Organising your Taxes as a Professional Athlete

Organising your Taxes as a Professional Athlete

Monday 6th April 2020

A moment you’ll never forget as a professional athlete is the day you sign your first contract. After all the hard work that got you here, now you are being paid to do what you love – literally living the dream.

But with a salary, comes tax. Anyone earning over a certain amount (£12,500 at the time of writing) has to pay tax on the money they earn. For most, this is fairly simple calculation, done by taking a percentage of their salary. But as a professional athlete, you may well have a number of different ways of making money, which can make your tax affairs a little more complicated.

Getting the Right Advice

Because ‘sportsman or woman’ is a fairly unique job title, many accountants will not have had experience in helping athletes with their tax affairs. With the taxes of a professional athlete being more complicated than most, it’s really important that you work with an accountant with detailed knowledge in your field. You can find a carefully curated list of such professionals on the Play-Ex platform, here. A good accountant will not only make sure that you are not breaking any tax laws by accident, but they can also help save you money as well.

And while we can’t provide tax advice, we did want to highlight some of the different ways of making money that you might have as a professional athlete, and how these might be dealt with by your tax professional.

Salary

If you sign for a club or an organisation, you will generally receive a salary, just as you would in any other job. This should be the simplest for your tax professional to deal with, as the salary is a set amount, agreed between you and your employer.

Bonuses

Some athletes’ contracts have performance bonuses written into them. For example, if a footballer plays a certain number of games, or scores a certain number of goals, they may receive extra money. Your tax professional needs to be aware of any such clauses in your contract, and whether these targets have been met, in order that they can plan your tax correctly.

Sponsorships, Endorsements and Appearance Fees

As a professional athlete, there are a number of other ways you might make money as well as just playing your sport. Companies may want to sponsor you to endorse their products (especially popular in the age of Instagram and other social media). You may also earn money by making appearances, such as talking at events or turning on Christmas lights. All of these are additional income, and your accountant needs to know the details of all agreements you have with various companies.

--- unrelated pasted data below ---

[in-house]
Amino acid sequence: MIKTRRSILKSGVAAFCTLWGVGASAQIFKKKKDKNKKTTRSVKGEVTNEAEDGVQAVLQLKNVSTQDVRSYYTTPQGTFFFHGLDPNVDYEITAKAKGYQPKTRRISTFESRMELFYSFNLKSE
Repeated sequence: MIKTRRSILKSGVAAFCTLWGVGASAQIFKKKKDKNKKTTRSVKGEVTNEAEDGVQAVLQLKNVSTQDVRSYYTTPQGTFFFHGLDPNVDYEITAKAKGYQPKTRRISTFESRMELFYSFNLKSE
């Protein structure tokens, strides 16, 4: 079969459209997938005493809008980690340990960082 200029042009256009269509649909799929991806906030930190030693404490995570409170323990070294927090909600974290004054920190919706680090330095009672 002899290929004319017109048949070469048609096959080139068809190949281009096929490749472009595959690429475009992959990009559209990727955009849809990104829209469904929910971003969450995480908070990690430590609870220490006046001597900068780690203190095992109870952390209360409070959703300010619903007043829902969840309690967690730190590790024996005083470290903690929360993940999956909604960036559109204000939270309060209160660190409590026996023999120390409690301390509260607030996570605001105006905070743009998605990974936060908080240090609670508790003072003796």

Image Rights

Image rights are the control that you have over how your image is used. For example, if a sports drink wanted to use your face to promote their product, they would have to get your permission, and pay an appropriate amount. You may have heard that image rights can be an effective way to pay less tax. While it is true that some image holding companies pay less in tax due to being based offshore, image rights are not a ‘loophole’ (way to avoid paying tax). The tax authorities will make sure that you are only receiving money that is appropriate to the value of your image. This can be complicated, and it’s one of the reasons why working with a tax professional with experience in your field is so important.

Overseas Income

One final consideration for your accountant is whether you receive any money in other countries. For example, as a professional tennis player you may play in tournaments all over the world. There are a number of different ways that this tax might be organised, depending on your own nationality, where you live and more. Your tax professional will be able to help organise this to make sure you are paying the correct tax on any overseas income.

In Summary

As a professional athlete, your tax affairs are likely to be more complicated than the average person’s. For this reason it is essential that you work with an accountant who has experience dealing with the kind of tax arrangements you may have to make. At Play-Ex we understand that it can be difficult for professional athletes to access the services they need to organise everything from insurance and living arrangements, to tax affairs and employment contracts. We have built the Play-Ex platform as a place for you to connect with trusted, experienced services to help organise your life. Sign up to Play-Ex today and find the tax advice you need in four simple steps.

Disclaimer: This blog post is provided for general information only. It is not intended to amount to advice on which you should rely. You must obtain professional or specialist advice before taking, or refraining from, any action on the basis of the content in this blog post. Although we make reasonable efforts to ensure that the information included in this blog post is correct, we make no representations, warranties or guarantees, whether express or implied, that the content of this blog post is accurate, complete or up to date. If this blog post contains links to other sites and resources provided by third parties, these links are provided for your information only. Such links should not be interpreted as approval by us of those linked websites or information you may obtain from them.

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